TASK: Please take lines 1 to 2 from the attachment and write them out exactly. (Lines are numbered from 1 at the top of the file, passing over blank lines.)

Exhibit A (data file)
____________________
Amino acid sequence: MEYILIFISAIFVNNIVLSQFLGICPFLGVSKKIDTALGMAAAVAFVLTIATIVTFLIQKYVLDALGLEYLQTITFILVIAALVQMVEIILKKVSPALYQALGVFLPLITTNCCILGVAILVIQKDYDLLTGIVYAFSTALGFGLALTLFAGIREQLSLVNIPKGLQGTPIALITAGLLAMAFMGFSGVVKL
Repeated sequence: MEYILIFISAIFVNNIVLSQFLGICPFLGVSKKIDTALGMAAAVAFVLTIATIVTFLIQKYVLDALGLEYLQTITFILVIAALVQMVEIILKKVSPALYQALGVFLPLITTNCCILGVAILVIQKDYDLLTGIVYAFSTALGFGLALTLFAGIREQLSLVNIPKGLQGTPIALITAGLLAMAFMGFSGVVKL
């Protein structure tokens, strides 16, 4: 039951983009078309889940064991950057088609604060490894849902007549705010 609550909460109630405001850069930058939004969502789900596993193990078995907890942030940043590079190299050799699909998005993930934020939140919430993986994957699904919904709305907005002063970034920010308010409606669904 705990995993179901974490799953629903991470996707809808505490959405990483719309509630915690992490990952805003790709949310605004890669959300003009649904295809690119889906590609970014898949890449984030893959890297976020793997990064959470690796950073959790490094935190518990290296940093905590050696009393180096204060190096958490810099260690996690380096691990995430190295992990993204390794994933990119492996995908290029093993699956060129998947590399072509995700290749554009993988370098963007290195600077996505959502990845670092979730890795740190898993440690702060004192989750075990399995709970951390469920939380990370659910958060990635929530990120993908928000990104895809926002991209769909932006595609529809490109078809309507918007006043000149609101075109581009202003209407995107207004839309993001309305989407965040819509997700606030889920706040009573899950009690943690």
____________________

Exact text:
Amino acid sequence: MEYILIFISAIFVNNIVLSQFLGICPFLGVSKKIDTALGMAAAVAFVLTIATIVTFLIQKYVLDALGLEYLQTITFILVIAALVQMVEIILKKVSPALYQALGVFLPLITTNCCILGVAILVIQKDYDLLTGIVYAFSTALGFGLALTLFAGIREQLSLVNIPKGLQGTPIALITAGLLAMAFMGFSGVVKL
Repeated sequence: MEYILIFISAIFVNNIVLSQFLGICPFLGVSKKIDTALGMAAAVAFVLTIATIVTFLIQKYVLDALGLEYLQTITFILVIAALVQMVEIILKKVSPALYQALGVFLPLITTNCCILGVAILVIQKDYDLLTGIVYAFSTALGFGLALTLFAGIREQLSLVNIPKGLQGTPIALITAGLLAMAFMGFSGVVKL